Anonymous said...

http://edlabor.house.gov/statements/042007GMHearingStatement.pdf

Anonymous said...

To watch the archived webcast of the UO gang and Doherty being exposed for their crimes against our children, greed and gross lack of ethics...
http://edworkforce.house.gov/hearings/fc042007.shtml

Anonymous said...

When the report from the National Research Council, "Preventing Reading Difficulties in Young Children", argued that the research indicated strong evidence supporting a balanced approach to reading instruction those insiders went to work getting legislation establishing the NRP passed and the panelists named.

The NRP provided, sort of, what the insiders were looking for: evidence of a small but positive effect for systematic phonics instruction. However, that small effects was mislabeled a "moderate" sized effect in the NRP report and then exaggerated by phonics proponents and a gullible media.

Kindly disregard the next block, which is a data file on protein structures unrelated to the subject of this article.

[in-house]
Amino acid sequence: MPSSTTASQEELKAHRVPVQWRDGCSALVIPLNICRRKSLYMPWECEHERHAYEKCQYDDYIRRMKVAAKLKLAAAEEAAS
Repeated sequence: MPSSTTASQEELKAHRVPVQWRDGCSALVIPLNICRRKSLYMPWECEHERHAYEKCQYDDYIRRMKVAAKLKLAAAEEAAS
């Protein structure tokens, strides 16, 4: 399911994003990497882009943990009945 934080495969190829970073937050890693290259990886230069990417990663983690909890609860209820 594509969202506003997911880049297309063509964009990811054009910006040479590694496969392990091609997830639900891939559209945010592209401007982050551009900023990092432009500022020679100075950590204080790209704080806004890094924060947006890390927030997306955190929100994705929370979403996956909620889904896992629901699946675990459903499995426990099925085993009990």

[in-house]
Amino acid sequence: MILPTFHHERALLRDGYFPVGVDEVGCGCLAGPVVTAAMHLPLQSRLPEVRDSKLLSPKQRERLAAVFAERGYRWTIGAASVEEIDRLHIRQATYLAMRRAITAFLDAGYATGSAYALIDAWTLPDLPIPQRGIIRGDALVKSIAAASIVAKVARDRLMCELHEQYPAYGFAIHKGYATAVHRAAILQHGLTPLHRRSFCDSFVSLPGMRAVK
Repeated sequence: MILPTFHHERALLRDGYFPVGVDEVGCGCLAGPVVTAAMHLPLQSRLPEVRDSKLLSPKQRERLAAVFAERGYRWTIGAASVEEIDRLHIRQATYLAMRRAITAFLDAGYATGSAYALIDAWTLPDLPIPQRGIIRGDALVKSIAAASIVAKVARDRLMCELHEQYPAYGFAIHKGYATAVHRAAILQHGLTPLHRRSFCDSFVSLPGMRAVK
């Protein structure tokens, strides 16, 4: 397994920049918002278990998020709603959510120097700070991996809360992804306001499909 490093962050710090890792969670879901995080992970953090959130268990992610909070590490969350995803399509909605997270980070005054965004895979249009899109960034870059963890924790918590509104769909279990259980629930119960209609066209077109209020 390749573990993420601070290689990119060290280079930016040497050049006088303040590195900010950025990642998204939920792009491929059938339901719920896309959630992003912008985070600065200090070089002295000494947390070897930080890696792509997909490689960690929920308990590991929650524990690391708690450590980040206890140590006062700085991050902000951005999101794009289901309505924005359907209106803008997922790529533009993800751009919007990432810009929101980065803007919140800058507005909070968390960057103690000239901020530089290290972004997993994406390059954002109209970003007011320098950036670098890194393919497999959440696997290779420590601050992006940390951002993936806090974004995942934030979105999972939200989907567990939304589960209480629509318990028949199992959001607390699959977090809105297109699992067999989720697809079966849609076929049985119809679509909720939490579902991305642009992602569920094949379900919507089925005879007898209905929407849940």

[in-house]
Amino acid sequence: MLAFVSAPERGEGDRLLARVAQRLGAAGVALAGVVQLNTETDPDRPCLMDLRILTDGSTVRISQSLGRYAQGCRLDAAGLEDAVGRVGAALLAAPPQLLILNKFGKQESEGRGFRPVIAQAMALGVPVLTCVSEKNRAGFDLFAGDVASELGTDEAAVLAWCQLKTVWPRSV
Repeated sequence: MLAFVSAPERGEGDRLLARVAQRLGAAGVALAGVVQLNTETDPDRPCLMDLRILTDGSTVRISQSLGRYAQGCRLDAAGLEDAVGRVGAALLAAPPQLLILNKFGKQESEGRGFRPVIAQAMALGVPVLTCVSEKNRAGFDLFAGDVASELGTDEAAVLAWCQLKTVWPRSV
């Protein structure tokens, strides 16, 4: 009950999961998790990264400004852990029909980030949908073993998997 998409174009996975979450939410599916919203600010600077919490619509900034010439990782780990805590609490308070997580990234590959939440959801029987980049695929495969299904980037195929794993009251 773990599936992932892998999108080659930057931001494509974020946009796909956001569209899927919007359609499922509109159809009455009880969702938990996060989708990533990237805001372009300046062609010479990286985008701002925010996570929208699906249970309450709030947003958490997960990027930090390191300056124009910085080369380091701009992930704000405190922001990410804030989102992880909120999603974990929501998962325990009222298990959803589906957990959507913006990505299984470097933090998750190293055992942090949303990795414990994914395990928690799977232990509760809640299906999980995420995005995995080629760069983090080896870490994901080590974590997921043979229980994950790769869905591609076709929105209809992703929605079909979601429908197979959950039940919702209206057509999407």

Anyone who questioned the findings, evidence or methodolgy were labeled "whole language" proponents suffering from an ideological aversion to both evidence and truth.

Anonymous said...

The phonics insiders and entrepreneurs have no interest what the research says. They have ideological, political, and/or financial interests that have to be served.

So, did the federal RF office overreach? Yes, on two counts. First, even the NRP analysis provided no evidence that systematicm phonics provided any practical benefit in terms of improved reading achievement. Who says so? Two acclaimed special education scholars, Lee Swanson and Don Hammill, neither the model of a whole language guru.